Many gym-goers don’t mind doing strength training but doing any form of cardio is a whole different story. If you’re one of those people who either lack the time or simply don’t like doing cardio, a HIIT workout might be for you. HIIT stands for high-intensity interval training. Basically, it involves short, intense bouts of cardio mixed with brief recovery periods. This would be repeated for a series of intervals. Running is often the mode of exercise chosen. But any type of cardio or series of exercises can do the trick.
Jefit Exercise Programs
There are many HIIT-type programs you can choose from on the award-winning Jefit app. We have taken out all the guess work for you and have sifted through hundreds of programs. We wanted to bring you some of the best programs. Give one a try and let us know what you think.
Look at the top of the app under “Find / My Plans / Mix” and you can scroll through eleven different categories. Some of the more popular categories to check out when looking for HIIT programs (depending on the week) are the following tabs:
Popular HIIT Plans
- 20-Minute HIIT Circuit
- Tabata HIIT
- Lower Body HIIT Circuit
- High Intensity Interval — V.1
- High Intensity Interval — V.2
- Cardio Intervals: Rowing
- Muscle-Up Interval Supersets (1:1 W/R Ratio)
- Bodyweight Sweat Interval
- Full Body Interval Program
- Bike HIIT
Why are HIIT Programs so Good?
The ten programs, mentioned above, offer you a lot of bang for your buck! They are high calorie burning, time-efficient workouts. You also get cardio and strength benefits depending on the routine for a few minutes of all-out, high-intensity work. There is an abundance of research showing the health benefits of doing HIIT on a regular basis. The good news is — you don’t have to do many sessions per week — one to two sessions (with plenty of recovery between workouts) will work nicely. Not only can you lose bodyweight, you’ll drop inches around the waist and hips.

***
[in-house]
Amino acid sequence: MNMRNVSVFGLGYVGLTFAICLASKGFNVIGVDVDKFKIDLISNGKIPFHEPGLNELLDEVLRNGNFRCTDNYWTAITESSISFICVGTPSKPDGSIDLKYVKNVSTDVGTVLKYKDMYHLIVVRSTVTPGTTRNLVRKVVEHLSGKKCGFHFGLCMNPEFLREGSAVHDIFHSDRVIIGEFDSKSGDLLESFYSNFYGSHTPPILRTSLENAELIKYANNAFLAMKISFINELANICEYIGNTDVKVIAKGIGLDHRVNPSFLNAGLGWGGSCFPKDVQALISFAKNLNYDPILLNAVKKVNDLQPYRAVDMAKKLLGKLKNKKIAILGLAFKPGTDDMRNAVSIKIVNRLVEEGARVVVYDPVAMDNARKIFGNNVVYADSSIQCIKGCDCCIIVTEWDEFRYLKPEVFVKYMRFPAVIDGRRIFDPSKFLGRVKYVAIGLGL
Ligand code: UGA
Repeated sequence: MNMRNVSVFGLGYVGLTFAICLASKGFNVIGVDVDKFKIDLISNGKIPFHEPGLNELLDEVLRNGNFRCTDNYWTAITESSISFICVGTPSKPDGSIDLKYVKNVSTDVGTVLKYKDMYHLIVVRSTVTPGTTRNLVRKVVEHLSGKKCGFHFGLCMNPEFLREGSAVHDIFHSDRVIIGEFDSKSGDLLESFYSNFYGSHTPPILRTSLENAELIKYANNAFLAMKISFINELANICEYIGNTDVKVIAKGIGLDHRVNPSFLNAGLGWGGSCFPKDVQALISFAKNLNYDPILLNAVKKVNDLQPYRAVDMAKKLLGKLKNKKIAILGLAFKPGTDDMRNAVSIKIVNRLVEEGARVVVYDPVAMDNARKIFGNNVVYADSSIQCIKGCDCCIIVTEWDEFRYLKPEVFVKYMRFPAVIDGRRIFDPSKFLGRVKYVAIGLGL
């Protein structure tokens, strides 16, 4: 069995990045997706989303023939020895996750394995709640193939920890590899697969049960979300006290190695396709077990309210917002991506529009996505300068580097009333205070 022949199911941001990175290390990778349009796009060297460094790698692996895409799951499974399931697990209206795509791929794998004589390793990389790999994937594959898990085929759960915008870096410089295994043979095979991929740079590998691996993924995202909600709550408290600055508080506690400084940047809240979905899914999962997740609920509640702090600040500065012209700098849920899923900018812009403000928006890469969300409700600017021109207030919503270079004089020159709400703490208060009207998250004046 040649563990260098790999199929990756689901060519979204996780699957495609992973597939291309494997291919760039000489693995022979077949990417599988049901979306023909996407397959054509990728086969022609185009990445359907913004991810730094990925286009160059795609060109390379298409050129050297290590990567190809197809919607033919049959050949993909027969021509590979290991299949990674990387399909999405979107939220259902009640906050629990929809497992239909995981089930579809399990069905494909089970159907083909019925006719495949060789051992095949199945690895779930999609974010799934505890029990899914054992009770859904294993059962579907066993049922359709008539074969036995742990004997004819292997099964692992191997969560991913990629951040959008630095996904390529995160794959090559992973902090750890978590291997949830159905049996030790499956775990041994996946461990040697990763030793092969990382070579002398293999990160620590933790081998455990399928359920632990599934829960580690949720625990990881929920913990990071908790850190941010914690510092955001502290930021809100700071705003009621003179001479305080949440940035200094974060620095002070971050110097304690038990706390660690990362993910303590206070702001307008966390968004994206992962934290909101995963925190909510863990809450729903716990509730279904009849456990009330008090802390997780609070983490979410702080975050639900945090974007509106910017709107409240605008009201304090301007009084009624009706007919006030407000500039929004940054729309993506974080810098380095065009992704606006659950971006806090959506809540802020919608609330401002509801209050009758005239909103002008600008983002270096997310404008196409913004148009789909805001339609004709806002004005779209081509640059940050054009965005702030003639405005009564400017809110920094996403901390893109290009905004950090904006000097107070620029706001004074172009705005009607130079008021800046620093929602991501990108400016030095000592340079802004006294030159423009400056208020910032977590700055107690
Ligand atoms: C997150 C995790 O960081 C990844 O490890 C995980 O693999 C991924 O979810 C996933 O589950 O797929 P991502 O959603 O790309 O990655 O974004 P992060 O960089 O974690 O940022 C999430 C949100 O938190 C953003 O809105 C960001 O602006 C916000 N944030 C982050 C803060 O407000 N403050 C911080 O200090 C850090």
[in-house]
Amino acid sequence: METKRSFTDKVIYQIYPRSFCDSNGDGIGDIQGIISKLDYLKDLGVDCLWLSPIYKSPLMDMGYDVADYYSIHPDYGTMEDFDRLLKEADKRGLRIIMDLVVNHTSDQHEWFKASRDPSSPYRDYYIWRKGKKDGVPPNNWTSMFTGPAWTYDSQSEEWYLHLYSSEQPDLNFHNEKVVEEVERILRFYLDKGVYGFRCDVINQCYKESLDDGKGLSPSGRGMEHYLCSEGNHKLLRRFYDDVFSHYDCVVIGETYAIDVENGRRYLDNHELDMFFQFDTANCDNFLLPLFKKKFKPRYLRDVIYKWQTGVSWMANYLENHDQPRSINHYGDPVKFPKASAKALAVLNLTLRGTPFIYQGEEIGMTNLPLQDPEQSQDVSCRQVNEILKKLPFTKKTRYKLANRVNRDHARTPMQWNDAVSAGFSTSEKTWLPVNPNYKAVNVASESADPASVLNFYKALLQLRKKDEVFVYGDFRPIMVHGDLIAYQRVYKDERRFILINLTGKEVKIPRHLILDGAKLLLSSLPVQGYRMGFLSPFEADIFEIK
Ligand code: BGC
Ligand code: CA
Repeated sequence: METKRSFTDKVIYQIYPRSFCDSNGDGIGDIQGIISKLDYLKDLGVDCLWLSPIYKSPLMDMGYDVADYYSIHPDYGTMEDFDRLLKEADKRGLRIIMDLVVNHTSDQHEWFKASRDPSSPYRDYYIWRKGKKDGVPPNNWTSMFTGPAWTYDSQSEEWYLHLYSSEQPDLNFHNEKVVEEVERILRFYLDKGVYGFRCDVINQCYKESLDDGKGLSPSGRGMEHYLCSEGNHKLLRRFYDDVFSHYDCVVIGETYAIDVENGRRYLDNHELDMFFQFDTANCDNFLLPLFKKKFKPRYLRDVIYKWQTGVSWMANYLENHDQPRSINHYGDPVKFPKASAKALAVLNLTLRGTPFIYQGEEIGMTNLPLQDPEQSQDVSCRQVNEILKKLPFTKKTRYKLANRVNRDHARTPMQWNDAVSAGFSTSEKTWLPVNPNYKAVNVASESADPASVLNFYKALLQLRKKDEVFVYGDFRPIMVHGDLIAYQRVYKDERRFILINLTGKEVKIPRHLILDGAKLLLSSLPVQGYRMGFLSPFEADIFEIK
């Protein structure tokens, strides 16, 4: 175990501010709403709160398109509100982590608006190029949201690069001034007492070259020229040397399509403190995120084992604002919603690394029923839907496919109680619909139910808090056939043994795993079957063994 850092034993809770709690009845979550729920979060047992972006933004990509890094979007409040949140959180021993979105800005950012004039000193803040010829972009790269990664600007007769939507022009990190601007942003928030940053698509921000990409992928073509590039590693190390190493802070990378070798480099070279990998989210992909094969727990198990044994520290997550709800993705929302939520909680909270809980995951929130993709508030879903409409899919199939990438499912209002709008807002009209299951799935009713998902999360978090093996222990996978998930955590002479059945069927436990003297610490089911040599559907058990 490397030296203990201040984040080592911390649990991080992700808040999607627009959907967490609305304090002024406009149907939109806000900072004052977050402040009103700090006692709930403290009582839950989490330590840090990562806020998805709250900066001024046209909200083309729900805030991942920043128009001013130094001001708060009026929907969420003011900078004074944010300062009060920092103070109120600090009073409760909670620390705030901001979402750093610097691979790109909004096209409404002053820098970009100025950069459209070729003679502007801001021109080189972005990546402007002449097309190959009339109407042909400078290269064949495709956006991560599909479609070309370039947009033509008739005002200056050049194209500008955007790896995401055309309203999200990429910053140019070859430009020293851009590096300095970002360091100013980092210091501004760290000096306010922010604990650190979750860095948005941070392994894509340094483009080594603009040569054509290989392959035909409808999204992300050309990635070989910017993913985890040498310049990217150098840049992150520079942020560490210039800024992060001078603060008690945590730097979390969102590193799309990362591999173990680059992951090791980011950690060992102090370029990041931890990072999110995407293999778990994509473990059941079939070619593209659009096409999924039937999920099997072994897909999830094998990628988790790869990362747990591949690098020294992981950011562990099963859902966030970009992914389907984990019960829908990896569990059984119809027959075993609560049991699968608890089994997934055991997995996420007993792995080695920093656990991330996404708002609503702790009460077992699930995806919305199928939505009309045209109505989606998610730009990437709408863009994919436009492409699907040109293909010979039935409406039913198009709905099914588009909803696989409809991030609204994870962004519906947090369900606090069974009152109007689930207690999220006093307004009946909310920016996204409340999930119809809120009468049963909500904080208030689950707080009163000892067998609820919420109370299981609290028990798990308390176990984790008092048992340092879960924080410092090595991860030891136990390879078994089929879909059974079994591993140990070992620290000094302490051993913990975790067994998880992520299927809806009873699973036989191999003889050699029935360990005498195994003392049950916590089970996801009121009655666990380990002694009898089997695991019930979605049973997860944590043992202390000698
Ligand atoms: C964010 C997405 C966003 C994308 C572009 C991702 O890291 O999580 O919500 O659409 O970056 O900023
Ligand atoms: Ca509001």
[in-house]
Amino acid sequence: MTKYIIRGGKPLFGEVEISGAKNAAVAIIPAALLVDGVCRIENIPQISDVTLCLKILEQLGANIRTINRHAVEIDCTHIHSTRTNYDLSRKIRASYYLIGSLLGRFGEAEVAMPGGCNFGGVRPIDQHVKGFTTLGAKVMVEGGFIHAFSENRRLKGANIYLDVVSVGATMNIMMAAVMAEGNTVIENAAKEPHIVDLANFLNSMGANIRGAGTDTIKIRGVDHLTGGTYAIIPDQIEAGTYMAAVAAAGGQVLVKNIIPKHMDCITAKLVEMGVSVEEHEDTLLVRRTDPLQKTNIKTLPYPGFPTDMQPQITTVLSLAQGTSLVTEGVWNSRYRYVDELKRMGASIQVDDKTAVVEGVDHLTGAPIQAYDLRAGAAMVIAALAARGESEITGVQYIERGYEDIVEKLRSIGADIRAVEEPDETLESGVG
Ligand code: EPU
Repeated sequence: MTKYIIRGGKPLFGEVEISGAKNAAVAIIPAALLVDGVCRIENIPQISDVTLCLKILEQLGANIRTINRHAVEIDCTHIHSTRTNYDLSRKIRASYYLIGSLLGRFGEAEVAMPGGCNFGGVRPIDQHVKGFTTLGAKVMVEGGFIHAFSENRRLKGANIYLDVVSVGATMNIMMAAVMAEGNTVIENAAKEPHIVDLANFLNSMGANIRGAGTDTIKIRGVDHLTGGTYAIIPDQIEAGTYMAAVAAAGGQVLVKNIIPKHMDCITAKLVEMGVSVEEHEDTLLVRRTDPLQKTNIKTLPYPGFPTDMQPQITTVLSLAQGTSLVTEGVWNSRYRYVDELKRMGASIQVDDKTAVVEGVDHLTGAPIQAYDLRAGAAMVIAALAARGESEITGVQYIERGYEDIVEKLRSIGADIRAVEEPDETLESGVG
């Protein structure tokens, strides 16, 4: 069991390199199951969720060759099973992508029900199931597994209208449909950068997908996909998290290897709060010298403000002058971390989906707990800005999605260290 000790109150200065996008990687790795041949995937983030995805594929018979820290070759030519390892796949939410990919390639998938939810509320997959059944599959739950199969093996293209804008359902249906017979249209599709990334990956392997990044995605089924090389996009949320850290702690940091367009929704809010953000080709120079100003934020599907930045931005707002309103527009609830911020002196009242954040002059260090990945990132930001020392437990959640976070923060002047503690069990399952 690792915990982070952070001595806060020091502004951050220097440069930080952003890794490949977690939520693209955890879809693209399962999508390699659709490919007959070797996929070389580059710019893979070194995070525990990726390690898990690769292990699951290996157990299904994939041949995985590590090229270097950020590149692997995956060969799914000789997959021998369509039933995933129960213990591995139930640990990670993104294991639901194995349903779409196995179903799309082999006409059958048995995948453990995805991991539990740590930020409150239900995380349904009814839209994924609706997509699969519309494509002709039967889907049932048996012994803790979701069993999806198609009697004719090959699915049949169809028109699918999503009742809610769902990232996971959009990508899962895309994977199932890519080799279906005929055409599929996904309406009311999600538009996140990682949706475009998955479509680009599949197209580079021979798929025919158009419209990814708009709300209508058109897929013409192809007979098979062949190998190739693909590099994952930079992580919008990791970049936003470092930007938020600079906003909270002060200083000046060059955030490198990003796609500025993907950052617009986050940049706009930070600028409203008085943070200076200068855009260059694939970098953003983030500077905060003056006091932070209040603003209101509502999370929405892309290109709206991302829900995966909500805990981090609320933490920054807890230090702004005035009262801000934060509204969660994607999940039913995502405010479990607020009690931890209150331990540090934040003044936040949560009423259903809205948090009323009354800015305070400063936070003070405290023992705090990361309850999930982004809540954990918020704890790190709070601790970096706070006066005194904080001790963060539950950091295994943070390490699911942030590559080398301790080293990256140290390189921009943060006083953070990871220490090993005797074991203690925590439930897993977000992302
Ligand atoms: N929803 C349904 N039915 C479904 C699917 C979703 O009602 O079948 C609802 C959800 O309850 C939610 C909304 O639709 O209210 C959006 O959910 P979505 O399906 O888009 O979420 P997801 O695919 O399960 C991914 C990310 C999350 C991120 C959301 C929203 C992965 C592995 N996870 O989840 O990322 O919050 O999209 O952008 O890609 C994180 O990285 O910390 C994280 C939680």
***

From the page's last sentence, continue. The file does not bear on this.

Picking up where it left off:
Here are just a few research studies to check out.
A Sampling of HIIT Research
Batacan, RB., et al. (2016). Effects of high-intensity interval training on cardiometabolic health: a systematic review and meta-analysis of intervention studies. Correspondence to Dr. Andrew S. Fenning, School of Medical and Applied Sciences, Central Queensland University, Rockhampton, QLD
Little, JP, MacDonald, MJ, and Hawley, JA. (2012). Physiological adaptations to low-volume, high-intensity interval training in health and disease. 590(Pt 5): 1077–1084. doi: 10.1113/jphysiol.2011.224725
Gillen, J., et al. (2014). Is high-intensity interval training a time-efficient exercise strategy to improve health and fitness? Applied Physiology Nutrition and Metabolism 39(3):409–412. DOI: 10.1139/apnm-2013–0187
Gibala M., et al. (2006). Short-term sprint interval versus traditional endurance training: similar initial adaptations in human skeletal muscle and exercise. J Physiol. 575(Pt 3): 901–911. doi: 10.1113/jphysiol.2006.112094
Science News. (2010). High-intensity interval training is time-efficient and effective, study suggests.
Say Strong Together
Jefit, named best strength app by Sports Illustrated, Esquire, GQ, Men’s Health, Greatest, Forbes Health, and many others. It offers a community responsible for 92,000,000 workouts to date! The app, which recently passed 10 million downloads, comes equipped with a customizable workout planner and training log. The app has ability to track data, offer audio coaching cues, and can share strength and HIIT workouts with friends. Visit our members-only Facebook group. Connect with like-minded people, share tips, and advice to help get closer to reaching your fitness goals.